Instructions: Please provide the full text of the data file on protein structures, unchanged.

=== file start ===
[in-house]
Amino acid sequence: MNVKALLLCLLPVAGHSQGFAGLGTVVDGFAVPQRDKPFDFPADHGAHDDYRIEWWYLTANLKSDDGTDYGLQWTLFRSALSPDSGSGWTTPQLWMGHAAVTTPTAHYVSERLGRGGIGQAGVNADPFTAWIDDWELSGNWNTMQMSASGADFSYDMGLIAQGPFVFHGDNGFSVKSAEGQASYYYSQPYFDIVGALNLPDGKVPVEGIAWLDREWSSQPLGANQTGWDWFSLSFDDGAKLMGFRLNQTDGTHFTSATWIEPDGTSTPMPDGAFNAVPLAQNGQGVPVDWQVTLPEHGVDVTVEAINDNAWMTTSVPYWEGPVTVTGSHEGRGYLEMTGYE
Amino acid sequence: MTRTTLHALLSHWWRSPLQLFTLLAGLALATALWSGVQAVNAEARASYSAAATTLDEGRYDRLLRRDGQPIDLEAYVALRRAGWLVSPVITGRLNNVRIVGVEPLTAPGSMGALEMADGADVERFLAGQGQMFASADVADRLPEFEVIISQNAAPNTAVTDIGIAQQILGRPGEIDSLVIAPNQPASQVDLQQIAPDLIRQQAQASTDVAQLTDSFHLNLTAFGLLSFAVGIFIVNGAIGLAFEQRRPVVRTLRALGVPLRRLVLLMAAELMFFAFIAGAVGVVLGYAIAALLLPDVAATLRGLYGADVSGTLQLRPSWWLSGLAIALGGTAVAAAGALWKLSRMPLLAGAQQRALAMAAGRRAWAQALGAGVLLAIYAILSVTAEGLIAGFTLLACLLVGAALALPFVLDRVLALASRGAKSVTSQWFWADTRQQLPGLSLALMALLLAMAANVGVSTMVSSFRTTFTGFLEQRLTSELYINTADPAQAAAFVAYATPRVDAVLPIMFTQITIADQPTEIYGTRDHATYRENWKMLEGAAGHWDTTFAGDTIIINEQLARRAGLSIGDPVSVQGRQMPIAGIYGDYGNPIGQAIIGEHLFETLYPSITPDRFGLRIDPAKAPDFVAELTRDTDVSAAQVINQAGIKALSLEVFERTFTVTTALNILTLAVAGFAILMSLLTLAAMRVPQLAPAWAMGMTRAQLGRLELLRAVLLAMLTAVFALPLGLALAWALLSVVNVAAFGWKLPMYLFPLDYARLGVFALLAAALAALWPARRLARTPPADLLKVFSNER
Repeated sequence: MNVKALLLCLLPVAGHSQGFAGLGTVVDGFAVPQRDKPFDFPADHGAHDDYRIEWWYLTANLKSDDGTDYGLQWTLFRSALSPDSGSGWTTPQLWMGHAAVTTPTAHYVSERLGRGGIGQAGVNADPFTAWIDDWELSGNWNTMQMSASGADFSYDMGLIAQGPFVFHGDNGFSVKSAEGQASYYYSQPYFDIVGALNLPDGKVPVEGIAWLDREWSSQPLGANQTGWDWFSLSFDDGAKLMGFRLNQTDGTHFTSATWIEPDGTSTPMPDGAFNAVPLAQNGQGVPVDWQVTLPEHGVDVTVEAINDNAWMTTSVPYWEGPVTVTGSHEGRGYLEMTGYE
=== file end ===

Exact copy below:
[in-house]
Amino acid sequence: MNVKALLLCLLPVAGHSQGFAGLGTVVDGFAVPQRDKPFDFPADHGAHDDYRIEWWYLTANLKSDDGTDYGLQWTLFRSALSPDSGSGWTTPQLWMGHAAVTTPTAHYVSERLGRGGIGQAGVNADPFTAWIDDWELSGNWNTMQMSASGADFSYDMGLIAQGPFVFHGDNGFSVKSAEGQASYYYSQPYFDIVGALNLPDGKVPVEGIAWLDREWSSQPLGANQTGWDWFSLSFDDGAKLMGFRLNQTDGTHFTSATWIEPDGTSTPMPDGAFNAVPLAQNGQGVPVDWQVTLPEHGVDVTVEAINDNAWMTTSVPYWEGPVTVTGSHEGRGYLEMTGYE
Amino acid sequence: MTRTTLHALLSHWWRSPLQLFTLLAGLALATALWSGVQAVNAEARASYSAAATTLDEGRYDRLLRRDGQPIDLEAYVALRRAGWLVSPVITGRLNNVRIVGVEPLTAPGSMGALEMADGADVERFLAGQGQMFASADVADRLPEFEVIISQNAAPNTAVTDIGIAQQILGRPGEIDSLVIAPNQPASQVDLQQIAPDLIRQQAQASTDVAQLTDSFHLNLTAFGLLSFAVGIFIVNGAIGLAFEQRRPVVRTLRALGVPLRRLVLLMAAELMFFAFIAGAVGVVLGYAIAALLLPDVAATLRGLYGADVSGTLQLRPSWWLSGLAIALGGTAVAAAGALWKLSRMPLLAGAQQRALAMAAGRRAWAQALGAGVLLAIYAILSVTAEGLIAGFTLLACLLVGAALALPFVLDRVLALASRGAKSVTSQWFWADTRQQLPGLSLALMALLLAMAANVGVSTMVSSFRTTFTGFLEQRLTSELYINTADPAQAAAFVAYATPRVDAVLPIMFTQITIADQPTEIYGTRDHATYRENWKMLEGAAGHWDTTFAGDTIIINEQLARRAGLSIGDPVSVQGRQMPIAGIYGDYGNPIGQAIIGEHLFETLYPSITPDRFGLRIDPAKAPDFVAELTRDTDVSAAQVINQAGIKALSLEVFERTFTVTTALNILTLAVAGFAILMSLLTLAAMRVPQLAPAWAMGMTRAQLGRLELLRAVLLAMLTAVFALPLGLALAWALLSVVNVAAFGWKLPMYLFPLDYARLGVFALLAAALAALWPARRLARTPPADLLKVFSNER
Repeated sequence: MNVKALLLCLLPVAGHSQGFAGLGTVVDGFAVPQRDKPFDFPADHGAHDDYRIEWWYLTANLKSDDGTDYGLQWTLFRSALSPDSGSGWTTPQLWMGHAAVTTPTAHYVSERLGRGGIGQAGVNADPFTAWIDDWELSGNWNTMQMSASGADFSYDMGLIAQGPFVFHGDNGFSVKSAEGQASYYYSQPYFDIVGALNLPDGKVPVEGIAWLDREWSSQPLGANQTGWDWFSLSFDDGAKLMGFRLNQTDGTHFTSATWIEPDGTSTPMPDGAFNAVPLAQNGQGVPVDWQVTLPEHGVDVTVEAINDNAWMTTSVPYWEGPVTVTGSHEGRGYLEMTGYE